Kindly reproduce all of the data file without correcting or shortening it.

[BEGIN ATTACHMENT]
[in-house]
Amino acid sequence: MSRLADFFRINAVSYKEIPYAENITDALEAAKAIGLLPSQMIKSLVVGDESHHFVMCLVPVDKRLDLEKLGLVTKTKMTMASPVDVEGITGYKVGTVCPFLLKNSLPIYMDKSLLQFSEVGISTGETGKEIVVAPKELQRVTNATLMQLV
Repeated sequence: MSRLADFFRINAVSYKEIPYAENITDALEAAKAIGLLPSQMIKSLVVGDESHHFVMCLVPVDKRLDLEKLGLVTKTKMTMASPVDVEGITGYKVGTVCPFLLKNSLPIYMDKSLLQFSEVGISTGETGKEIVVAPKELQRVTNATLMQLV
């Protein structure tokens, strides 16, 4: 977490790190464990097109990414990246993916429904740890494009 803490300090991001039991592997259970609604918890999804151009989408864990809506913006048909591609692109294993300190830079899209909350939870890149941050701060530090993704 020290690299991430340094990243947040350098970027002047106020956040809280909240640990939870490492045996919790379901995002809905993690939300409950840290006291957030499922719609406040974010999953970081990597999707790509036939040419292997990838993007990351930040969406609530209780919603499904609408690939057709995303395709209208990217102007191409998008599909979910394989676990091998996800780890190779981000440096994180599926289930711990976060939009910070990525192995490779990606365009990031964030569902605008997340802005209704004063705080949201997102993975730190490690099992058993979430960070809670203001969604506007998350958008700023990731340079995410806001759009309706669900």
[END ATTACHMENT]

[in-house]
Amino acid sequence: MSRLADFFRINAVSYKEIPYAENITDALEAAKAIGLLPSQMIKSLVVGDESHHFVMCLVPVDKRLDLEKLGLVTKTKMTMASPVDVEGITGYKVGTVCPFLLKNSLPIYMDKSLLQFSEVGISTGETGKEIVVAPKELQRVTNATLMQLV
Repeated sequence: MSRLADFFRINAVSYKEIPYAENITDALEAAKAIGLLPSQMIKSLVVGDESHHFVMCLVPVDKRLDLEKLGLVTKTKMTMASPVDVEGITGYKVGTVCPFLLKNSLPIYMDKSLLQFSEVGISTGETGKEIVVAPKELQRVTNATLMQLV
């Protein structure tokens, strides 16, 4: 977490790190464990097109990414990246993916429904740890494009 803490300090991001039991592997259970609604918890999804151009989408864990809506913006048909591609692109294993300190830079899209909350939870890149941050701060530090993704 020290690299991430340094990243947040350098970027002047106020956040809280909240640990939870490492045996919790379901995002809905993690939300409950840290006291957030499922719609406040974010999953970081990597999707790509036939040419292997990838993007990351930040969406609530209780919603499904609408690939057709995303395709209208990217102007191409998008599909979910394989676990091998996800780890190779981000440096994180599926289930711990976060939009910070990525192995490779990606365009990031964030569902605008997340802005209704004063705080949201997102993975730190490690099992058993979430960070809670203001969604506007998350958008700023990731340079995410806001759009309706669900």